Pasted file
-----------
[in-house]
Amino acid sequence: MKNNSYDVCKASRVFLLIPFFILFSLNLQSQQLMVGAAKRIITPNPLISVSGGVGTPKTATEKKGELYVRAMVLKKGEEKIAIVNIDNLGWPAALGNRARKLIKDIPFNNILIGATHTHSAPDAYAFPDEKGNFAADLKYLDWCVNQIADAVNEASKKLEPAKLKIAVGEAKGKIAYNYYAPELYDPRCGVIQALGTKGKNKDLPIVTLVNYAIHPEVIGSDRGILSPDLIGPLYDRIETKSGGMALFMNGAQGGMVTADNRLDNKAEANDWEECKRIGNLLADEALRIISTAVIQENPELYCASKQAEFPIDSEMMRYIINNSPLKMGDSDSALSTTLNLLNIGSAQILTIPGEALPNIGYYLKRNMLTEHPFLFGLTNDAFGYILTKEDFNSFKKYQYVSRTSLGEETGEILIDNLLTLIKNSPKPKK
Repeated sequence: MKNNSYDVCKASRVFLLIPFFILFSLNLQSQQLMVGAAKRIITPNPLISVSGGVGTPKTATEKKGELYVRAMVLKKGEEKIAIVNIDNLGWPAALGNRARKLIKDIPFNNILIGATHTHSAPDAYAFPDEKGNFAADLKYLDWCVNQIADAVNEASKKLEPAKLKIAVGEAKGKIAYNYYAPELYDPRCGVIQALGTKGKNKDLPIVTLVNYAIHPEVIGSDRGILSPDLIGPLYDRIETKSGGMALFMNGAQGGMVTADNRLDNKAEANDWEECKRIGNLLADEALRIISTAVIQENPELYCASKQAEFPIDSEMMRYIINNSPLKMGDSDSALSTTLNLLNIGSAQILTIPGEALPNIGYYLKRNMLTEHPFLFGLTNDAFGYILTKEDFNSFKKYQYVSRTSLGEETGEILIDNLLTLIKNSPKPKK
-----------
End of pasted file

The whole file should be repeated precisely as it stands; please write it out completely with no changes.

[in-house]
Amino acid sequence: MKNNSYDVCKASRVFLLIPFFILFSLNLQSQQLMVGAAKRIITPNPLISVSGGVGTPKTATEKKGELYVRAMVLKKGEEKIAIVNIDNLGWPAALGNRARKLIKDIPFNNILIGATHTHSAPDAYAFPDEKGNFAADLKYLDWCVNQIADAVNEASKKLEPAKLKIAVGEAKGKIAYNYYAPELYDPRCGVIQALGTKGKNKDLPIVTLVNYAIHPEVIGSDRGILSPDLIGPLYDRIETKSGGMALFMNGAQGGMVTADNRLDNKAEANDWEECKRIGNLLADEALRIISTAVIQENPELYCASKQAEFPIDSEMMRYIINNSPLKMGDSDSALSTTLNLLNIGSAQILTIPGEALPNIGYYLKRNMLTEHPFLFGLTNDAFGYILTKEDFNSFKKYQYVSRTSLGEETGEILIDNLLTLIKNSPKPKK
Repeated sequence: MKNNSYDVCKASRVFLLIPFFILFSLNLQSQQLMVGAAKRIITPNPLISVSGGVGTPKTATEKKGELYVRAMVLKKGEEKIAIVNIDNLGWPAALGNRARKLIKDIPFNNILIGATHTHSAPDAYAFPDEKGNFAADLKYLDWCVNQIADAVNEASKKLEPAKLKIAVGEAKGKIAYNYYAPELYDPRCGVIQALGTKGKNKDLPIVTLVNYAIHPEVIGSDRGILSPDLIGPLYDRIETKSGGMALFMNGAQGGMVTADNRLDNKAEANDWEECKRIGNLLADEALRIISTAVIQENPELYCASKQAEFPIDSEMMRYIINNSPLKMGDSDSALSTTLNLLNIGSAQILTIPGEALPNIGYYLKRNMLTEHPFLFGLTNDAFGYILTKEDFNSFKKYQYVSRTSLGEETGEILIDNLLTLIKNSPKPKK